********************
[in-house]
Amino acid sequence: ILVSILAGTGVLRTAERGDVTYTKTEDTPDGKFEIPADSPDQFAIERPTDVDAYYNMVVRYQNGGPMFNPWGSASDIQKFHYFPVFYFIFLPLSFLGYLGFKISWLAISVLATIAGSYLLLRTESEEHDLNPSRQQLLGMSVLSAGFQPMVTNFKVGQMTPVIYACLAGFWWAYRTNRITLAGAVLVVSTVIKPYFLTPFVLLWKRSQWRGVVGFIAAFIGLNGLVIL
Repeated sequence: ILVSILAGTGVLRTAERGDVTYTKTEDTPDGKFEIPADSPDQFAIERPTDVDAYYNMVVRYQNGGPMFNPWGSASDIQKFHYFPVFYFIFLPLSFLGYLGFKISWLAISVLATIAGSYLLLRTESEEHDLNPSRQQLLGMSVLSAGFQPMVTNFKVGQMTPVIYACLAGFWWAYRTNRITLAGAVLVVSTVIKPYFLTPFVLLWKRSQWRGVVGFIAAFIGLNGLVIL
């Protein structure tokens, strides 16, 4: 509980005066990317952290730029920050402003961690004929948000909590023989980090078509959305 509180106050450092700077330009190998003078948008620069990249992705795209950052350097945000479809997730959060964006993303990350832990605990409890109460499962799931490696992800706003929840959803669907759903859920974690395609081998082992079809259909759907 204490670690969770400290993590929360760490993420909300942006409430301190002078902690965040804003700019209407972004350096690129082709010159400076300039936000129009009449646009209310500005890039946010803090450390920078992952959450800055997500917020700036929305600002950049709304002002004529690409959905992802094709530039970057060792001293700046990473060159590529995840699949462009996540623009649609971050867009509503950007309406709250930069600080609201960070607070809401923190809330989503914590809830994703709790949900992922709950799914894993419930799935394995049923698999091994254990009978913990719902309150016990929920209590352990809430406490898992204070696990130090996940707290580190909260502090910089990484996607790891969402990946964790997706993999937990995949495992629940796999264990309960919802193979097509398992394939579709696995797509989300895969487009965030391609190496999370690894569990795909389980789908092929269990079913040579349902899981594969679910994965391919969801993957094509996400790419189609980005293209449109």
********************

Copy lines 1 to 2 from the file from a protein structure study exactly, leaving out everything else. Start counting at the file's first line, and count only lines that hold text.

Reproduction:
[in-house]
Amino acid sequence: ILVSILAGTGVLRTAERGDVTYTKTEDTPDGKFEIPADSPDQFAIERPTDVDAYYNMVVRYQNGGPMFNPWGSASDIQKFHYFPVFYFIFLPLSFLGYLGFKISWLAISVLATIAGSYLLLRTESEEHDLNPSRQQLLGMSVLSAGFQPMVTNFKVGQMTPVIYACLAGFWWAYRTNRITLAGAVLVVSTVIKPYFLTPFVLLWKRSQWRGVVGFIAAFIGLNGLVIL